Between writing this and last month's Only the Music, something momentous happened: I attended my first live concert in six months. The artists were the French Quatuor Modigliani, the occasion a socially distanced concert in Bremen's 1400-seat Die Glocke Grosser Saal, occupied by a mere 200 of us.Tags: Music,
Mozart: Divertimento in F–Mozart the String Quarters, Hagan Quartett on DG
Between writing this and last month's Only the Music, something momentous happened: I attended my first live concert in six months. The artists were the French Quatuor Modigliani, the occasion a socially distanced concert in Bremen's 1400-seat Die Glocke Grosser Saal, occupied by a mere 200 of us. It was indescribably moving, not least for the strange experience of hearing a public concert couched in the intimacy of a rehearsal acoustic-because of course, music reverberates around a near-empty large space in an entirely different way than it does in a fully peopled one.
This month's playlist-opening recording fondly remembers that evening by way of the serenely sunny piece with which Quatuor Modigliani began their programme: Mozart's serene Divertimento in F, K138. Quatuor Modigliani haven't yet recorded the entire work themselves (although you can hear its finale on their brilliant 2019 Portraits album of shorts), so I've reached for the Hagen Quartett's fine 1990 reading instead.
Mozart: Piano Concertos Nos 19 & 27, Rondo K 386–Francesco Piemontesi on Linn
Swiss pianist Francesco Piemontesi and the Scottish Chamber Orchestra under Andrew Manze are a proven dream team when it comes to Mozart's piano concertos. For starters, the SCO themselves are long celebrated as Mozart interpreters. Their first Mozart partnership with Piemontesi was back in 2011, which led to a well-received 2017 recording of concertos Nos 25 and 26, so it should come asno surprise that their latest collaboration is wonderful stuff.
Pairing sunny No 19 with the by turns mellow and magisterial No 27 (Mozart's last concerto), plus the nine-minute Rondo in A major K386, reconstructed in 1989 by the SCO's Conductor Laureate Sir Charles Mackerras, it presents readings which, in overall ensemble terms, are replete with limpid textures, exquisite delicacy, and exactly the kind of easy, natural lyricism Mozart's music's demands, but which is so difficult to achieve. There’s a beautifully conversational, improvisatory feel to Piemontesi’s lines, with the notes both crisply articulated and softly haloed, set off even further by the ravishingly light and luminescent Steinway he's on. The Linn engineering is another draw for its warmth and definition. For Only the Music, I've picked out Piano Concerto No 27.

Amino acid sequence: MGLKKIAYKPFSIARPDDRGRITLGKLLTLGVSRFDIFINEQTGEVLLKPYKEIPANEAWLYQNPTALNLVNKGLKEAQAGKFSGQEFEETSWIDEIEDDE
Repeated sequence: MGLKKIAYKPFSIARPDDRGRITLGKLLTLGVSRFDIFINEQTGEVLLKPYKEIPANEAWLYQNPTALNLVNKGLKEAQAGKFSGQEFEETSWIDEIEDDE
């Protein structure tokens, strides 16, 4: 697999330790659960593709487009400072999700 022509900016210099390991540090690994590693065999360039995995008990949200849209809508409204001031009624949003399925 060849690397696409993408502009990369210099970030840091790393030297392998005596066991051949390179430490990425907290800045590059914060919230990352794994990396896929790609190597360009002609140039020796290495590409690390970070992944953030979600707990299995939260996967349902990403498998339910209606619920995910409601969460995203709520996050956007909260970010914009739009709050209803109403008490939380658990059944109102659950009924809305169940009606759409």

Ohrwurm–Tabea Debus on Delphia
Rising recorder player Tabea Debus's debut on Delphian is as ear-catching as its Ohrwurm or “Earworm” title is eye-catching-proving yet again why she's rightly being credited with changing public perception of the recorder. Repertoire-wise, it spans the gamut from the 14th to the 21st centuries, with each of its 20 pieces ticking the memory-lodging requirement in its own way,whether through construction or sheer melodic charm. It's equally gamut-spanning when it comes to the range of tones and colours served up by Debus herself on her array of Renaissance and Baroque recorders.
My selection for this playlist begins with the fluidly dancing, circling Ciaconna after Antonio Bertali (1605-1669), Tarquinio Merula (1595-1665) and Claudio Monteverdi (1567-1643), for which Debus is joined by gamba player Jonathan Rees and lutenist Alex McCartney. Next up is Caffeine for solo recorder by modern-day composer Freya Waley-Cohen, whose aurally discombobulating leaping figures are rooted in the Baroque rondo structure, with its constantly recurring melody, and finally, the low-voiced lyricism of the anonymous Lamento di Tristano, found in a manuscript owned by the Florentine Medici family, and representing the moment in history where the aural tradition of folk music met with the new practice of music publishing.
Charles Ives Complete Symphonies–Los Angeles Philharmonic/Gustavo Dudamel on DG
“It was, in its every gesture, vibrantly, rapturously, outrageously American”, said the Los Angeles Times back in February, of Gustavo Dudamel and the LA Philharmonic’s Walt Disney Hall performance of Charles Ives's First Symphony–a work completed in 1908,but not premiered until 1953. Happily for the rest of us, not only was DG live-recording both this and that month's other highly acclaimed performances of Ives's remaining three symphonies(all of which formed part of the orchestra's Ives-Dvořák festival), but they've also translated wonderfully onto “disc”,thanks both to the riveting vigour, beauty and sparkle of the actual readings, and to DG's superb capturing of the orchestra's rich-toned sheen and suave nimbleness.This is a fabulous addition to the recordings catalogue, perhaps especially so for non-US listeners given that Ives's quirkily visionary,European-tradition-meets-America symphonies are rather lesser-heard on concert platforms on this side of the pond. It's the First Symphony I've given you here, with its sublimely peaceful second movement Adagio and ebullient finale complete with marching band.
Playlist available on
Note: Mozart: Piano Concertos Nos 19 & 27, Rondo K 386–Francesco Piemontesi (Linn) is unavailable on TIDAL or Qobuz and therefore does not appear on the playlist